I had to make the call.
It is time for a body scan to make sure that my thyroid cancer hasn’t returned. It is a routine scan, but it feels anything but routine. I try to tell myself that I am annoyed having to go through the process again. But the truth is I am annoyed and scared. Mainly scared. The annoying part is having to be at the hospital 3 days in a row for injections, blood tests, and finally taking “The Pill”. No, not that pill. This pill will light up my insides like a Christmas tree to see if there are any stray thyroid cells lurking somewhere in my body, which is the scary part. The kids are intrigued by the Christmas tree concept and their interest is piqued when they over hear my husband and I talk about who will take care of our 2 year old while I am radioactive.
“Why does Margo get to go to Grandma and Grandpa’s?” My son asks indignantly.
Cautious I say, “Mommy has to have a test and I shouldn’t be around Margo for a few days.”
“Why?” Rebecca asks.
So I explain that I have to have a test to make sure I am still healthy. I tell them that I am lucky that my cancer can be detected and treated easily with one pill. (If you have ever had to withdraw from Synthroid after a total thyroidectomy, easy isn’t the first word that comes to mind, but it suffices for an 8 yo.) I reassure my kids that if there is any cancer at all in my body, this one little pill will help the doctors see it.
I get my scan and go on my merry way. That is always the assumption. What I leave out, that even though it is a routine test, after one cancer scare, no test is ever routine and simple.
The last time I had a scan Isaac was 1 and Rebecca was almost 5. I had sent Isaac away for that test and Rebecca and I just didn’t touch, kiss, hug, or sit together for a few days. That made me feel pretty good.
“No honey, mommy can’t kiss you right now. My kiss could actually kill your thyroid.” That is good for a little girl’s self esteem, right?
My therapist recently asked how I felt about not having any contact with the kids for several days, I told her it depended on the day. But the truth is even when my kids are bears, I need to be able to hug them. Don’t all people need human contact to thrive? Touch becomes especially important when I am scared. I don’t like taking the radiation for many reasons, but a huge one is I don’t want to unintentionally hurt my kids. and in order to protect them, I stay away until it is over.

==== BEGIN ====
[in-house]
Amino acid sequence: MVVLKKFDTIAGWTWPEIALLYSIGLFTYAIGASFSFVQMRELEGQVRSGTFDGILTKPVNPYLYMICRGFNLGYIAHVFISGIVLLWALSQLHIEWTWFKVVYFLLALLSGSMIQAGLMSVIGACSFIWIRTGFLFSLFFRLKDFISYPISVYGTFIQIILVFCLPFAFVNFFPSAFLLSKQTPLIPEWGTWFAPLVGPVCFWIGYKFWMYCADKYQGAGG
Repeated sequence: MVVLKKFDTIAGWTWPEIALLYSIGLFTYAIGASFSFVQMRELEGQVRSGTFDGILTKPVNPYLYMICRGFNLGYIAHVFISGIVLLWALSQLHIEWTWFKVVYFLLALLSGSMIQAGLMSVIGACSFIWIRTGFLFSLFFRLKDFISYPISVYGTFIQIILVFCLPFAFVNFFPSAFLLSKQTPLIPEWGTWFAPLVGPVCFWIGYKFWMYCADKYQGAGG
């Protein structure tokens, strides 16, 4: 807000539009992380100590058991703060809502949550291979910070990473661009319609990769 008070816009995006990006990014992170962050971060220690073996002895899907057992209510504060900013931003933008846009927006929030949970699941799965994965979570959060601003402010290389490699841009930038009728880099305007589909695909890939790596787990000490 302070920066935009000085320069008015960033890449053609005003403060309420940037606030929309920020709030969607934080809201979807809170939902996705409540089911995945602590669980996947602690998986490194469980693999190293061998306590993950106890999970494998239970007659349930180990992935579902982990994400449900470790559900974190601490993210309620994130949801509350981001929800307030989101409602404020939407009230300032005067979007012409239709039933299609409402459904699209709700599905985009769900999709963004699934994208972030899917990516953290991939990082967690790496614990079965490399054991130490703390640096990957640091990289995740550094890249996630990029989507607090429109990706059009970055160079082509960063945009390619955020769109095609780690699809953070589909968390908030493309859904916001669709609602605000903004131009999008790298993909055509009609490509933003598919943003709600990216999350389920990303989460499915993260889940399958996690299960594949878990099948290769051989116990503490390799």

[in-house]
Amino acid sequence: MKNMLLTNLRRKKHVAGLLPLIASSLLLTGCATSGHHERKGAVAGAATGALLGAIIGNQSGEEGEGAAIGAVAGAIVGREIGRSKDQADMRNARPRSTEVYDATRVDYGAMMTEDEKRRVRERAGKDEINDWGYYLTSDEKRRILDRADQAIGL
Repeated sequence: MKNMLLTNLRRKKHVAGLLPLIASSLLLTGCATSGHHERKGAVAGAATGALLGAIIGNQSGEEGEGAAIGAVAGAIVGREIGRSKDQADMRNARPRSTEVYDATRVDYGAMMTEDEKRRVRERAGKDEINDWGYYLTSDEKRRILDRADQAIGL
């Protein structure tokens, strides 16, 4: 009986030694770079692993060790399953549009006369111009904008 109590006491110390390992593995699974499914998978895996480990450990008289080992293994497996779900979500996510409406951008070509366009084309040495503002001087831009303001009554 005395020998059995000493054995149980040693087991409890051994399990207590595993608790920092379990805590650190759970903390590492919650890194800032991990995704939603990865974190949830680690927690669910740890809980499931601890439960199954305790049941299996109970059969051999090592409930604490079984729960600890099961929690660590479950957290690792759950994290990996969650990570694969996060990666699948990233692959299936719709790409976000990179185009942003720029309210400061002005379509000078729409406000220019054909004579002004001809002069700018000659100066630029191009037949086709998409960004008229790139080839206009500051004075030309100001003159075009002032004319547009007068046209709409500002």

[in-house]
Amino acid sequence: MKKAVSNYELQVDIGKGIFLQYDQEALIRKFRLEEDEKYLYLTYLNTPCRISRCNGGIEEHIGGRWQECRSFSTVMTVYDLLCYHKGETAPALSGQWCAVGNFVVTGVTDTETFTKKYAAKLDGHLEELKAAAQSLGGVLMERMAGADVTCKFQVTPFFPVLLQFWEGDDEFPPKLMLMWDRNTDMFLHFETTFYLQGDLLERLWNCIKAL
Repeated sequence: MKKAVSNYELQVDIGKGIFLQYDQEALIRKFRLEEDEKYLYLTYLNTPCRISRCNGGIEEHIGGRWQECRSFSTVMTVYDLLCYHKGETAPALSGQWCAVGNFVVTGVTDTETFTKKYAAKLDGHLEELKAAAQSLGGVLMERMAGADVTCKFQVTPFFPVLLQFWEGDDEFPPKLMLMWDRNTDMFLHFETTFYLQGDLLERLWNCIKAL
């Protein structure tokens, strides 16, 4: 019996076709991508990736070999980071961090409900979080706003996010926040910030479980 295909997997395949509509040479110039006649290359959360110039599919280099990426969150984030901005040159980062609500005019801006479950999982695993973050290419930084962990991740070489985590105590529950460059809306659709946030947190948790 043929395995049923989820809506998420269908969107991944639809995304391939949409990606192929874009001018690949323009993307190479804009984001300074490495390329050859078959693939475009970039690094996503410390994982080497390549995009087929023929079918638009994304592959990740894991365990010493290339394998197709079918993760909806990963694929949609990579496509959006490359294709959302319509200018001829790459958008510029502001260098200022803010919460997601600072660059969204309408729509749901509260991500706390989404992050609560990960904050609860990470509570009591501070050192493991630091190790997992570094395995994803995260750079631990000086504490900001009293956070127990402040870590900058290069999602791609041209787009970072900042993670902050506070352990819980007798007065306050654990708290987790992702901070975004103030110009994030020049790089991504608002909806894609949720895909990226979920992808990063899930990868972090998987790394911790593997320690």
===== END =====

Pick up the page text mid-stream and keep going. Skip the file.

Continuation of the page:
I got through cancer with a grin and bear it attitude. I count myself lucky to have been cancer free for the past 7 years. But I always worry how the kids will understand my cancer journey. What is their view of cancer? Are they going to be scared of it like I was, or will they have a more balanced approach because they have seen what I have been through and know that cancer isn’t a death sentence? Just a life long struggle.
Thankfully, my last few scans haven’t seemed to impact Rebecca, because she didn’t even remember they had happened. Instead she was thrilled this time that she would get to “take care” of Isaac while I was having the tests done.
“So, I get to make him lunch and stuff because you have bad stuff in your body?”
And then she starts making a grocery list.
Isaac turns to me and says, “Mommy, you need to call the police and ask them if it is OK for kids to be alone in the house.”
“Oh, Isaac, I will still be in the house. We just can’t snuggle like we do in the morning and I shouldn’t prepare your food for a few days until the radiation goes away.” I know my endo and I go overboard on the precautions, but I don’t want to be the one to kill their thyroids, instead I will let crappy genetics take care of that. Talk about Mommy guilt.
Rebecca implores, “But I still get to make him lunch, right? That is basically like I am babysitting him.”
“I guess it is, sweetie.”
“You are gonna pay me right?”
Isaac however wasn’t keen on this process. I wasn’t sure if it was the threat of his sister being his caregiver or not being able to be with me. After a few anxiety filled days we decide to send all three kids down to my parents. He just didn’t think he could go that many days without giving me a hug, and that for some strange reason made me feel better.
My kids do like me.
Rebecca made me promise that she could still watch Isaac even though they were going to be at Grandma’s. She, on the other hand, likes to keep it real for me.
Maybe I am the one who needs a more balanced approach to this whole cancer thing. My kids seem to be just fine.